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Warren Commission Report: Page 777« Previous | Next »

(APPENDIX XV - Transactions Between Lee Harvey Oswald and Marina Oswald, and the U.S. Department of State and the Immigration and Naturalization Service of the U.S. Department of Justice)

try.287 Passports were granted to people who the Department might have anticipated would go abroad to denounce the United States, and to a prior defector.288 State Department officials believed that in view of the Supreme Court decisions, the Department was not empowered to deny anyone a passport on grounds related to freedom of speech or to political association and beliefs.289


Since Oswald's citizenship was not in question and since there was no indication that he would be involved in illegal activity abroad, the only grounds upon which a passport might have been denied Oswald would have fallen within the area of speech or political belief and association. The Commission therefore concludes that the Department was justified in granting a passport to Oswald on June 25, 1963.

VISIT TO THE RUSSIAN EMBASSY IN MEXICO CITY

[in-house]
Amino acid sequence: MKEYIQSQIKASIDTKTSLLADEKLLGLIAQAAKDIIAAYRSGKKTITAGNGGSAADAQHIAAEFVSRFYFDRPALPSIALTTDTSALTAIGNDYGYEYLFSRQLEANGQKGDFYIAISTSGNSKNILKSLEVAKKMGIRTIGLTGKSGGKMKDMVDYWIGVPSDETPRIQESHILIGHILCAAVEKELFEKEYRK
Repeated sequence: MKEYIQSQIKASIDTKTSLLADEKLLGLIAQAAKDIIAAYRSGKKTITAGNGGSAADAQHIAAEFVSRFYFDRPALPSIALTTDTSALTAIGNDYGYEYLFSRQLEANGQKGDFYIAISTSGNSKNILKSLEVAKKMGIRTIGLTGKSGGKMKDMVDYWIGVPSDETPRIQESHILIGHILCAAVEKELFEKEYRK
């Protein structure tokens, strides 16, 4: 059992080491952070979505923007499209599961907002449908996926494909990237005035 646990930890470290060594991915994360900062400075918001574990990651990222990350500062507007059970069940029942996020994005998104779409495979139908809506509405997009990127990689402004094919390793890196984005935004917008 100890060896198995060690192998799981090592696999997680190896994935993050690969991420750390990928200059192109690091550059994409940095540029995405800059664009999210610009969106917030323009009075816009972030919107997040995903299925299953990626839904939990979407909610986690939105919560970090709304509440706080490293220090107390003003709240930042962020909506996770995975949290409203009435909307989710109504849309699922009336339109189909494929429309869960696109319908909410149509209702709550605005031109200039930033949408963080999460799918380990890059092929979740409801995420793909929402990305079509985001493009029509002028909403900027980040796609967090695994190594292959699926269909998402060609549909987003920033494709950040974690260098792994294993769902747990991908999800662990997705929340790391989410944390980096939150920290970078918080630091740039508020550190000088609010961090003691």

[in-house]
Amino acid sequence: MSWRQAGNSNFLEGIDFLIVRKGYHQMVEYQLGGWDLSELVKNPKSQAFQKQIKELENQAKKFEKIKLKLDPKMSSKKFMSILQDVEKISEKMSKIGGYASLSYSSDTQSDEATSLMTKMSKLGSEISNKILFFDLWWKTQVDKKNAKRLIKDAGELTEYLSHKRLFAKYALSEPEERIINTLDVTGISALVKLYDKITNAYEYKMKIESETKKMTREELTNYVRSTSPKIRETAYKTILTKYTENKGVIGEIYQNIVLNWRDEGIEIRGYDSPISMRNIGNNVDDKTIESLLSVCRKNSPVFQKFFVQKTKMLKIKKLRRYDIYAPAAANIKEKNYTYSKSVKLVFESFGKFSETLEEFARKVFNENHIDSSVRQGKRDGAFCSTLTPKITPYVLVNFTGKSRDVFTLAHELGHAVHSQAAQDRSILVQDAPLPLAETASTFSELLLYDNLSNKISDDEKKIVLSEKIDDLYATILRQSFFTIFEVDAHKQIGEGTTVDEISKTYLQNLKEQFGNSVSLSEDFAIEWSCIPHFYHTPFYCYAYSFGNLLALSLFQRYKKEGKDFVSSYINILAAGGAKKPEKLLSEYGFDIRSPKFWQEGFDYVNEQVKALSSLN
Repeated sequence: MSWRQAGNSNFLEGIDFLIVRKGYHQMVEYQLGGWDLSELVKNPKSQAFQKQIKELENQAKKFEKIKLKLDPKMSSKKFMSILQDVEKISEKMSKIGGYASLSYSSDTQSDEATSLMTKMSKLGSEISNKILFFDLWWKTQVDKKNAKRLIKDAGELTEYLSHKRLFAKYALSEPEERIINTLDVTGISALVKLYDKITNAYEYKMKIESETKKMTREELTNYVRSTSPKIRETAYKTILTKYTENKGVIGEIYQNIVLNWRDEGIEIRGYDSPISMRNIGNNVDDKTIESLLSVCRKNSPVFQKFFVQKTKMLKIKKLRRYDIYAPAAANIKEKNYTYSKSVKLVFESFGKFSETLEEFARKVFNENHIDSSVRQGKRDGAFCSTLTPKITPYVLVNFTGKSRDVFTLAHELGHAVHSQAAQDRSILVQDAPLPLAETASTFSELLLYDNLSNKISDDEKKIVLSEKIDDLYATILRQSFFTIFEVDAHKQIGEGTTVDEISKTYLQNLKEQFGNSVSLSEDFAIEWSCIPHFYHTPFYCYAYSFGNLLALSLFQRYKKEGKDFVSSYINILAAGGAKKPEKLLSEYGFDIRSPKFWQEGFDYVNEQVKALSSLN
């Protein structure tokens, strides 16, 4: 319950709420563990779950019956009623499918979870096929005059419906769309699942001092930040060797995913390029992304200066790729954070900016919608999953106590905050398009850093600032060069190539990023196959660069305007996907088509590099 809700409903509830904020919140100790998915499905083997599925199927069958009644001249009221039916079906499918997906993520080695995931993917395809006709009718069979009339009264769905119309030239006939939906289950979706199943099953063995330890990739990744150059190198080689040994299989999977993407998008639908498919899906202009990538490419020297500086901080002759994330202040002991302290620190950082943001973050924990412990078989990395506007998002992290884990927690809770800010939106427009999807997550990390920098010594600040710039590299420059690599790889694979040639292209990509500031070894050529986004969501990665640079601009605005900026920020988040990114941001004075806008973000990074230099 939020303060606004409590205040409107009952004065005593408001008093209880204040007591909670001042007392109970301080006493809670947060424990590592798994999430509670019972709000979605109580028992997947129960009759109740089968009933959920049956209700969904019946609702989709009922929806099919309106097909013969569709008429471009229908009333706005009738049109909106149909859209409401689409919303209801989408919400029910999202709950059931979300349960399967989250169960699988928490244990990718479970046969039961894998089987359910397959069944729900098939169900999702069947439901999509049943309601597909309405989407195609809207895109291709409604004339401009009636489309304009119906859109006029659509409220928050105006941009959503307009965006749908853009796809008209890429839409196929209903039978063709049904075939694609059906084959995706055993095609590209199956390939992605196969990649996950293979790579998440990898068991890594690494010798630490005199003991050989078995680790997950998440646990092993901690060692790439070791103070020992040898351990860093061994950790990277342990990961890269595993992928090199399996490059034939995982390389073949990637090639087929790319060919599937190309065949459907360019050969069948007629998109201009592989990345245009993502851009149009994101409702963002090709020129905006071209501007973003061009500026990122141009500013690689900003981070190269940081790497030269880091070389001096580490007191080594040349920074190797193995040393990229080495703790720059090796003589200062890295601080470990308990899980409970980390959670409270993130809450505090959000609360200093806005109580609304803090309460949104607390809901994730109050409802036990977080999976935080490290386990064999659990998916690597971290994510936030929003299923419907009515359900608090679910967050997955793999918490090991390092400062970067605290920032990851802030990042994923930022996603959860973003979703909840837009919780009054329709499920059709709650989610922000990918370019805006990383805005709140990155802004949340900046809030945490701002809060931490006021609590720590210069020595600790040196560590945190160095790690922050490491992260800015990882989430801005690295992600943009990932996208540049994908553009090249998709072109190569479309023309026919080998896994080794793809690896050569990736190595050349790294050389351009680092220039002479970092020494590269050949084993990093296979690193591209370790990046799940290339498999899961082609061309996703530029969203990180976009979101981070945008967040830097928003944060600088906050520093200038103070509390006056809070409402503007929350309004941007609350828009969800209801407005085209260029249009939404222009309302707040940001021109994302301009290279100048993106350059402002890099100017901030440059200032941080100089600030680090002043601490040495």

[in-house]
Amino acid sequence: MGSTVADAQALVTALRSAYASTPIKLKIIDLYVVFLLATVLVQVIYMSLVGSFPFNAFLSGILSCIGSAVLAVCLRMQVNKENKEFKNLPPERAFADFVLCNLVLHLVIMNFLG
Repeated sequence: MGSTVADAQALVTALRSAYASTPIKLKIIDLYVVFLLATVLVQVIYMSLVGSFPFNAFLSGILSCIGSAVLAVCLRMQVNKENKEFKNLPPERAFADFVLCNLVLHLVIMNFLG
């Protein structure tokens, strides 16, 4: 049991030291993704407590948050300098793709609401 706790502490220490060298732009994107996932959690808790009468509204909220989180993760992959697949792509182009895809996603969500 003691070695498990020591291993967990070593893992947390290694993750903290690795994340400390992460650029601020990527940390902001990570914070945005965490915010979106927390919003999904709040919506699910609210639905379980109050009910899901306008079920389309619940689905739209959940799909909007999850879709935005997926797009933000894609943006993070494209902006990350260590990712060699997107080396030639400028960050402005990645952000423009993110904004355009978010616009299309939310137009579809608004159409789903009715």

In October 1963, the Passport Office of the State Department received a report from the Central Intelligence Agency that Oswald had visited the Soviet Embassy in Mexico City.290 The report said nothing about Oswald's having visited the Cuban Embassy in Mexico City, a fact which was not known until after the assassination. Upon receipt of The information the passport file on lee Harvey Oswald was reviewed by the Passport Office.291 The CIA communication and the passport file were read by an attorney and a supervisory attorney in that office who found no basis for revoking Oswald's passport or for notifying the FBI or CIA that Oswald had been issued a new passport in June 1963.292 The Department has informed the Commission that, "since the report indicated no grounds for determining Oswald was ineligible for a passport, a determination was made that no action by the passport office was required." 293 Travel to Russia was not proscribed in 1963. Moreover, the Soviet Union was one of the countries Oswald had listed on his passport application. Hence, the Commission agrees that Oswald's taking steps to enter the Soviet Union in 1963 was not a sufficient reason to revoke Iris passport.


Later, on November 14, 1963, the FBI sent the Department a report on Oswald's arrest in New Orleans, La. during August in connection with a fistfight in which he became engaged when passing out pamphlets entitled "Hands Off Cuba." No action was taken on the basis of the Bureau's report.294 The Commission agrees that this incident was not grounds for revoking Oswald's passport.

CONCLUSION

Investigation of Oswald's complete dealings with the Department of State and the Immigration and Naturalization Service reveals no irregularity suggesting any illegal actions or impropriety on The part of government officials. The Commission believes, however, that in ap-
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